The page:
Installing Calico is just two steps. First, we install the opertor.

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$ curl -Lo /tmp/tigera-operator.yaml https://raw.githubusercontent.com/projectcalico/calico/v3.24.5/manifests/tigera-operator.yaml
$ kubectl create -f /tmp/tigera-operator.yaml

Next, we need to install the custom resources.

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$ curl -Lo /tmp/custom-resources.yaml https://raw.githubusercontent.com/projectcalico/calico/v3.24.5/manifests/custom-resources.yaml

In this YAML, you need to modify the the spec.calicoNetwork.ipPools.cidr to match what you specified as the argument to --pod-network-cidr. Once this modification is complete, you can implement the custom resources.

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$ CIDR='10.244.0.0/16'
$ sed -i "s|192.168.0.0/16|$CIDR|" /tmp/custom-resources.yaml
$ kubectl create -f /tmp/custom-resources.yaml

You need to wait for the Calico Pods to transition to Ready state before you can proceed towards joining the worker nodes to the cluster.

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$ watch kubectl get pods -n calico-system

Once all Calico pods in the calico-system namespace are online and ready, you can check if the control plane node is in ready state or not using kubectl get nodes command.

Finally, you can move on to joining all worker nodes the cluster. You need to run the command you copied from the kubeadm init command on each worker node.

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$ kubeadm join IP:6443 --token token \
        --discovery-token-ca-cert-hash hash

Note: IP, token, and hash in the command you copied will be different.

The node joining process takes a few minutes. On the control plane node, you can run watch kubectl get nodes command wait until all nodes come online and transition to ready state.

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$ kubectl get nodes
NAME       STATUS   ROLES           AGE     VERSION
cplane01   Ready    control-plane   4h42m   v1.25.4
node01     Ready    <none>          4h28m   v1.25.4
node02     Ready    <none>          4h28m   v1.25.4
node03     Ready    <none>          4h28m   v1.25.4

You should also verify if all control plane pods are online and ready or not.

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$ kubectl get pods --all-namespaces
NAMESPACE          NAME                                       READY   STATUS    RESTARTS        AGE
calico-apiserver   calico-apiserver-f975659ff-fscmd           1/1     Running   2 (3h56m ago)   4h31m
calico-apiserver   calico-apiserver-f975659ff-jq9hn           1/1     Running   2 (3h56m ago)   4h31m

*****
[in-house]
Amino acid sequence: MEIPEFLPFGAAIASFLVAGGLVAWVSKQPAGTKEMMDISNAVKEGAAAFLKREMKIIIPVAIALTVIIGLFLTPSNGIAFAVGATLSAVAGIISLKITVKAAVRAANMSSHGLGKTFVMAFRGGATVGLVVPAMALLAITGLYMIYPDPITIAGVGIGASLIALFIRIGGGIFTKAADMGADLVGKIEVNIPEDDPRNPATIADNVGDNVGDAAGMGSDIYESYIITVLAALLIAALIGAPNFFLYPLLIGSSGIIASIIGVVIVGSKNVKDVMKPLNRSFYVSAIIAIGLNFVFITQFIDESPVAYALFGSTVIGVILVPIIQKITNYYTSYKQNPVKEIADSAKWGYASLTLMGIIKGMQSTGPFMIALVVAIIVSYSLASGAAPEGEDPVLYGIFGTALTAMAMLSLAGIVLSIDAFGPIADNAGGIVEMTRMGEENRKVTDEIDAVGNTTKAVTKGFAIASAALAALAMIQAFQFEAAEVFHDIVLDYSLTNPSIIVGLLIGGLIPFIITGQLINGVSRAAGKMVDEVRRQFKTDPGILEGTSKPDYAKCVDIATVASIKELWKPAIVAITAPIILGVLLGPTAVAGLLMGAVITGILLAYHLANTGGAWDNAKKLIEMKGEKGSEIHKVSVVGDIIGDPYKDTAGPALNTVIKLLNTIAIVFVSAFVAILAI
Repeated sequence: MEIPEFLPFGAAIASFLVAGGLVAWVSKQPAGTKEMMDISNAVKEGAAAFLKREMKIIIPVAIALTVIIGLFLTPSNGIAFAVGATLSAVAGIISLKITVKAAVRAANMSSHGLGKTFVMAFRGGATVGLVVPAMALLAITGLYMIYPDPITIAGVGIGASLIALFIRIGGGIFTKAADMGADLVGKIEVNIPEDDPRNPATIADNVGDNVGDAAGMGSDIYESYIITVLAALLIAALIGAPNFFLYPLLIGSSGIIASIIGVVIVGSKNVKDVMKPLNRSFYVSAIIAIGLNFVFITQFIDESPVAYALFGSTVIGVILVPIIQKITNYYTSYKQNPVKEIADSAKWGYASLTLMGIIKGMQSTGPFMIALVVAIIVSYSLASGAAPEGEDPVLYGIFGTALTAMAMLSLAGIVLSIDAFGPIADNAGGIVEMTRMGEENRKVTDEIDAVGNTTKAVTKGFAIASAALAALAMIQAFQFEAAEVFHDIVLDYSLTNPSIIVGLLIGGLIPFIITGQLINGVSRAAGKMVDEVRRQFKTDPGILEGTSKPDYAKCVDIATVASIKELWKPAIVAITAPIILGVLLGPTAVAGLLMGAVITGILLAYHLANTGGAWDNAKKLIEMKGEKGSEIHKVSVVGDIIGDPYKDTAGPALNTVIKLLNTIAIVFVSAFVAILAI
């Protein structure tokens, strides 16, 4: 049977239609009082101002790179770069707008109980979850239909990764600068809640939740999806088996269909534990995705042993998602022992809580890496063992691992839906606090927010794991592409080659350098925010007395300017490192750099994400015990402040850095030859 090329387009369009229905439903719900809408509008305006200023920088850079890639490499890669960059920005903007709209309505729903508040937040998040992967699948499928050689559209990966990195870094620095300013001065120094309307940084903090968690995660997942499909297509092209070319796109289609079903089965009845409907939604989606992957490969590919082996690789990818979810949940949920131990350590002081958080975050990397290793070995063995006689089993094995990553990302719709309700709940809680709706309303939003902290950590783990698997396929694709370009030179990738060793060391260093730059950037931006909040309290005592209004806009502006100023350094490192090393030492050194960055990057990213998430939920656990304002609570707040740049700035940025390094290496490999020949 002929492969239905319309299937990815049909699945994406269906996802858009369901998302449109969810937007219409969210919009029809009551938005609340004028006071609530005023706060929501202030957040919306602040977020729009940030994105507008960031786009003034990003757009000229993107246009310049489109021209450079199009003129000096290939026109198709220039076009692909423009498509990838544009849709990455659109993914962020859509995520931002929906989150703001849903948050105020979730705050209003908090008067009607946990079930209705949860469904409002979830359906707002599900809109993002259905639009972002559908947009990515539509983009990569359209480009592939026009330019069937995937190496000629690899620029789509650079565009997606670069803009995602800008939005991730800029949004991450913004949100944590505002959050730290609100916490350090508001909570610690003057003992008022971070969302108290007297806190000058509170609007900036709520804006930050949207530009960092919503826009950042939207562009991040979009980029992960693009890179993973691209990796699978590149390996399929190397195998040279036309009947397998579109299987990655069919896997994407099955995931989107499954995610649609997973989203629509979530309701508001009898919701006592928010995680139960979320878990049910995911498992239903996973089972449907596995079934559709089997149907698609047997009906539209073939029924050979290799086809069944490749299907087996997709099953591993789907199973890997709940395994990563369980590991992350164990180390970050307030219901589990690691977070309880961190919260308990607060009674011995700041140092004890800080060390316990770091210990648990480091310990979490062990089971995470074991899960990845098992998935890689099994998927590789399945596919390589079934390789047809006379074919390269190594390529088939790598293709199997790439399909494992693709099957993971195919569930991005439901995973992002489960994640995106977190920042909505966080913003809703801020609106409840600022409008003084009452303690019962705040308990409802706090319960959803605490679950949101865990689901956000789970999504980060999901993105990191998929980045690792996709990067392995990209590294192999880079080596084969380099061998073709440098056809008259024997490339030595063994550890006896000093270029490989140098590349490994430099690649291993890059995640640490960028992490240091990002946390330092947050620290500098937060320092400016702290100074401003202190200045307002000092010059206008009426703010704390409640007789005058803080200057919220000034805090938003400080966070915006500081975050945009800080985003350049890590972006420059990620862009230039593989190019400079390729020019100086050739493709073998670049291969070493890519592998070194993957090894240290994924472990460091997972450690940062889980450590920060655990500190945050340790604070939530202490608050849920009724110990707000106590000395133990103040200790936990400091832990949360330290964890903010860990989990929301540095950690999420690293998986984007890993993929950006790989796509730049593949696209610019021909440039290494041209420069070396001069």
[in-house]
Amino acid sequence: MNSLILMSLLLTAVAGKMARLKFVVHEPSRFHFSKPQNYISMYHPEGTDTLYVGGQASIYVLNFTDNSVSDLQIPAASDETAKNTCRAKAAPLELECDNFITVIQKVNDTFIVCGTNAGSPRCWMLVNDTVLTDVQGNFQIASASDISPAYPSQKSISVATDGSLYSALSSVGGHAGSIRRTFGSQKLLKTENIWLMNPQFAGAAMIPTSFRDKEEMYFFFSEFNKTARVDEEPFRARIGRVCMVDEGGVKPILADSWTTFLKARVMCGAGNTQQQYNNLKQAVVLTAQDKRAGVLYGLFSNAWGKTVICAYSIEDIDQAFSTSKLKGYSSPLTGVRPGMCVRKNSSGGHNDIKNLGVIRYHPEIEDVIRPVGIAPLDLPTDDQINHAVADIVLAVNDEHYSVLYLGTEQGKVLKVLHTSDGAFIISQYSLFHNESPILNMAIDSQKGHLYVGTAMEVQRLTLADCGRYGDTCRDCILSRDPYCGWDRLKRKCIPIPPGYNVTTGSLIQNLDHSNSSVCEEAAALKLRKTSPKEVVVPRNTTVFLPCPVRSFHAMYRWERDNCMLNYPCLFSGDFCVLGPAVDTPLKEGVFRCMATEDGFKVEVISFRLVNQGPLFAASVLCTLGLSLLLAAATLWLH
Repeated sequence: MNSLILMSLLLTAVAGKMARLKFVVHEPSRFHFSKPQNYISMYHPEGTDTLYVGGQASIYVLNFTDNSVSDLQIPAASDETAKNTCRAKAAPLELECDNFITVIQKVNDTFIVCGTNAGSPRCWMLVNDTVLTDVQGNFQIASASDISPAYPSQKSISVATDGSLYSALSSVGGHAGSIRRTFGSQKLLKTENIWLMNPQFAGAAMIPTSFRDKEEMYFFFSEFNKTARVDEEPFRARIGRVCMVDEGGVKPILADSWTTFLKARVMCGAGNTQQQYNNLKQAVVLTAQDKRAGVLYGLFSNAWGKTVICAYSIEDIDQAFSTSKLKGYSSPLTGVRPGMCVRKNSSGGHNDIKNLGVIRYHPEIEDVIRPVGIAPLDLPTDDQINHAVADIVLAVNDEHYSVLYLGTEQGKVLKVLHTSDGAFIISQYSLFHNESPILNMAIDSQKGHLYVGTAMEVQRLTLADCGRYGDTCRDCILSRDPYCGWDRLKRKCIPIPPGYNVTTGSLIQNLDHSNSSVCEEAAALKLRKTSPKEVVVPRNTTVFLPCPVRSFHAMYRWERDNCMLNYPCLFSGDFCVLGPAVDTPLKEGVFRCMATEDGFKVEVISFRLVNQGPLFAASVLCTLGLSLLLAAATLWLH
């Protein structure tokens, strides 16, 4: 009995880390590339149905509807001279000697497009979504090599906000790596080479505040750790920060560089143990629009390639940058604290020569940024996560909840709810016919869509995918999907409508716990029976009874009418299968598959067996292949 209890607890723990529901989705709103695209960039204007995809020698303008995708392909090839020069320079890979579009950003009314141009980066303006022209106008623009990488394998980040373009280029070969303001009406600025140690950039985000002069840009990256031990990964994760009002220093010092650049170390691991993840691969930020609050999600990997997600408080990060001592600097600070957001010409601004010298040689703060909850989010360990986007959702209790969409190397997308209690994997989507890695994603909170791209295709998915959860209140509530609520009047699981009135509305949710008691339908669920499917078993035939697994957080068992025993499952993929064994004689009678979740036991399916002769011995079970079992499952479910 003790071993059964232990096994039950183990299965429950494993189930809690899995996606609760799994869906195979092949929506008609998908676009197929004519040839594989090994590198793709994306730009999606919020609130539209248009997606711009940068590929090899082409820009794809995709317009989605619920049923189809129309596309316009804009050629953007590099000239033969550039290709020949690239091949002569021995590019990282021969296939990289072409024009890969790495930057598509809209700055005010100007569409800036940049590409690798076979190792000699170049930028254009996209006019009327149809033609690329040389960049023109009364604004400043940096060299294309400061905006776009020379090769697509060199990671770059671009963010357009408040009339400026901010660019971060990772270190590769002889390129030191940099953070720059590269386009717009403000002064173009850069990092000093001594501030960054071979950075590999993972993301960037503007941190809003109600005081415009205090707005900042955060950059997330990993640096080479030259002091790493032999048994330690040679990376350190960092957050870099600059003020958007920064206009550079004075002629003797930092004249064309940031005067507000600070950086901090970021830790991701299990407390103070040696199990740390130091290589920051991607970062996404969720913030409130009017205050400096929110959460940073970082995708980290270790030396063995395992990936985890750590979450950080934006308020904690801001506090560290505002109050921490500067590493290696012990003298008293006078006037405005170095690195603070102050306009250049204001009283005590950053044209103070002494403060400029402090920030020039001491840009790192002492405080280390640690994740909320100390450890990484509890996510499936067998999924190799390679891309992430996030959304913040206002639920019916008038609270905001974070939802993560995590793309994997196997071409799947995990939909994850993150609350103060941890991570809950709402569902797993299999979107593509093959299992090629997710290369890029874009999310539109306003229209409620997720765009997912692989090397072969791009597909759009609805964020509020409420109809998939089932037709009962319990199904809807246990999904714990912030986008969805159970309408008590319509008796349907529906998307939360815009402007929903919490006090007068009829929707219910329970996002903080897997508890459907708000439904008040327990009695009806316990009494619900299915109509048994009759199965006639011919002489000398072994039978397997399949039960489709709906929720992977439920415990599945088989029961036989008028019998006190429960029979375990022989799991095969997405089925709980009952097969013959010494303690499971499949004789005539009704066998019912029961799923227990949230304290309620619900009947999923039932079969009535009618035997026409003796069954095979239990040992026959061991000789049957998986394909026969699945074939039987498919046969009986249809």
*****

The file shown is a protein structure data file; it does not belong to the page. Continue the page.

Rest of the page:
calico-system      calico-kube-controllers-6b57db7fd6-grkdh   1/1     Running   2 (3h56m ago)   4h33m
calico-system      calico-node-2kfq2                          1/1     Running   2 (3h55m ago)   4h29m
calico-system      calico-node-6h65z                          1/1     Running   2 (3h56m ago)   4h33m
calico-system      calico-node-f4vml                          0/1     Running   2 (3h55m ago)   4h29m
calico-system      calico-node-rfpdz                          0/1     Running   2 (3h55m ago)   4h29m
calico-system      calico-typha-75884b99f4-dhrmp              1/1     Running   3 (3h55m ago)   4h29m
calico-system      calico-typha-75884b99f4-sss9d              1/1     Running   3 (3h56m ago)   4h33m
kube-system        coredns-565d847f94-knrf8                   1/1     Running   2 (3h56m ago)   4h42m
kube-system        coredns-565d847f94-mtxrs                   1/1     Running   2 (3h56m ago)   4h42m
kube-system        etcd-cplane01                              1/1     Running   2 (3h56m ago)   4h42m
kube-system        kube-apiserver-cplane01                    1/1     Running   2 (3h56m ago)   4h42m
kube-system        kube-controller-manager-cplane01           1/1     Running   2 (3h56m ago)   4h42m
kube-system        kube-proxy-9s7c7                           1/1     Running   2 (3h55m ago)   4h29m
kube-system        kube-proxy-dq5rc                           1/1     Running   2 (3h55m ago)   4h29m
kube-system        kube-proxy-kfs78                           1/1     Running   2 (3h56m ago)   4h42m
kube-system        kube-proxy-zl7sb                           1/1     Running   2 (3h55m ago)   4h29m
kube-system        kube-scheduler-cplane01                    1/1     Running   2 (3h56m ago)   4h42m
tigera-operator    tigera-operator-6bb5985474-cmnxp           1/1     Running   3 (3h56m ago)   4h35m

This is it. You now have a four node Kubernetes cluster that you can use for your learning, development, and even production (if you are brave enough!).